Trump has dismissed voting by mail as fraudulent, despite a lack of evidence to support this claim, and he opposes efforts to increase funding to states and counties to help with elections amid the pandemic and for the U.S. Postal Service in order to help them meet increased demand as a record number of Americans are expected to vote by mail in November.

Presenting a unified party with 2020 candidates

The crowded 2020 Democratic presidential field included a range of candidates, men and women from different generations, of different races and ethnicities, from across the political spectrum. But eight of them came together to stand behind Biden to lead the party forward in November.

In a remote, panel-style discussion moderated by New Jersey Sen. Cory Booker, the former candidates shared some of their favorite moments with Biden. Minnesota Sen. Amy Klobuchar recounted a night delivering a floor speech in the Senate to “a completely empty chamber.” Afterward Biden, who had been watching on television, called to show his support, she said. “That kinda goes to not only his kindness for calling me and being a mentor, but it also goes to how much he cares about our government and what people are saying.”

Massachusetts Sen. Elizabeth Warren remembered remarks Biden gave on the one-year anniversary of the Boston Marathon bombing. “At some point in that speech he shifted to the parent who had lost a child, to the man who had lost a wife, to someone who had experienced loss very personally,” she said.

Later, former New York City Mayor Mike Bloomberg, a late addition to the Democratic primary who didn’t last long in the race, spoke to his own changing political loyalties as he has identified as Republican, Democrat and Independent. He delivered a five-minute condemnation of Trump’s business and political record, calling for a president with “integrity.”

Each painted a picture of a man with whom they might not agree on every policy, but who they respect and trust to lead the country forward. Democrats need to build a big tent, bringing together many disparate factions of the center and left in order to win the election, and the repeat appearances from many of Biden’s former primary rivals are designed to encourage voters who might not be excited by the prospect of a Biden presidency but who can agree that four more years of Trump are not in their best interests.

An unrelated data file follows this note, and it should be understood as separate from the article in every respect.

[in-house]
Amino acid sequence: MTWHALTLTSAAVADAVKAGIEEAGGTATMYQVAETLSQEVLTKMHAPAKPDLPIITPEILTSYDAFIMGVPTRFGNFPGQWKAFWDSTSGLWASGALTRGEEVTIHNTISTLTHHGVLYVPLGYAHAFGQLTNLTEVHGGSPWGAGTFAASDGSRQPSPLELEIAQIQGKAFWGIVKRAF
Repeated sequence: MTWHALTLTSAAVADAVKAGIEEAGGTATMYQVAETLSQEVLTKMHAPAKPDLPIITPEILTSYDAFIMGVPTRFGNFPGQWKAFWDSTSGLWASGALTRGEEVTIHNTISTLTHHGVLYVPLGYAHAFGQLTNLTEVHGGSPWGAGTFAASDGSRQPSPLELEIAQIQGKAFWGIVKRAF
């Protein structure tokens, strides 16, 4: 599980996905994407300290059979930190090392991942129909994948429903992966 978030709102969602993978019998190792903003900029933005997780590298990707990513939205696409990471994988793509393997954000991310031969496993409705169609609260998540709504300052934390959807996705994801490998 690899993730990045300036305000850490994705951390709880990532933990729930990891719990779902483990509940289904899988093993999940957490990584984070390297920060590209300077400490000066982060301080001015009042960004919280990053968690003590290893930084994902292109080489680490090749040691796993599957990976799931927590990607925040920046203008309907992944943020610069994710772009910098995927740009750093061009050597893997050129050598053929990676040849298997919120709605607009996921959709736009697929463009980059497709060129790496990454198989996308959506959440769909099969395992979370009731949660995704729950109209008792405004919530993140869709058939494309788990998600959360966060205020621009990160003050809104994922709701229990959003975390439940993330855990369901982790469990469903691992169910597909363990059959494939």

Showing Biden’s character to voters

Personal stories about Biden the man, not the politician, were featured throughout the convention, but were a particular focus of Thursday night’s programming, honing in on Biden’s character, rather than the work he’s done as a politician.

Thirteen-year-old Brayden Harrington shared how Biden helped him feel better about his stutter and recommended materials to help him improve his speech. “Without Joe Biden, I wouldn’t be talking to you today,” Harrington said. “It was really amazing to hear that someone like me became vice president.”

Biden has publicly shared his struggles with stuttering growing up and his efforts to overcome it, and a biographical video montage cast him as a resilient fighter in the face of his speech impediment. It also shared insight into the personal tragedies he’s endured during his lifetime, including the loss of his son, Beau, to cancer in 2015.

READ MORE: Republicans for Biden, a call for justice and other highlights from Night 1 of the DNC

The segments ranged from inspiring to light-hearted, painting a more complete picture of a man who has been in the public eye for decades but who many voters are only just coming to know.

In one of the lighter moments of the evening, Biden’s four granddaughters talked about how he tries to sneak bites of their ice cream, how he calls them every day, and will always pick up, no matter what he’s doing, when they call him. “He always calls with the same energy even after he’s done 15 interviews in a row,” said Maisy Biden, the daughter of Biden’s son, Hunter.

Biden promises change

Biden opened his acceptance speech with the words of Ella Baker, a Black civil rights activist: “Give people light and they will find the way.”

Biden sought to strike a balance between criticizing the current president and highlighting the many crises the country is currently facing, and offering a message of hope for the future. “I will be an ally of the light, not of the darkness,” he said.

Biden compared the challenges the country is facing now to past periods of great struggle in the U.S. — the Spanish flu, the Great Depression, the Civil Rights Movement of the 1960s — to highlight the country’s ability to persevere. And he invited voters to envision a road forward with him rather than a road of more hardship with Trump.

READ MORE: Joe Biden’ full speech at the Democratic National Convention

“All elections are important. But we know in our bones this one is more consequential,” he said. “We can choose the path of becoming angrier, less hopeful, and more divided; a path of shadow and suspicion. Or we can choose a different path, and together, take this chance to heal, to be reborn, to unite; a path of hope and light.”

The words were reminiscent of then-candidate Barack Obama’s 2008 DNC speech, during which he called for decency, compassion and the need “to keep the American promise alive,” a message that helped spark a boost in voter enthusiasm and record turnout among young people and people of color, leading Obama to a historic victory.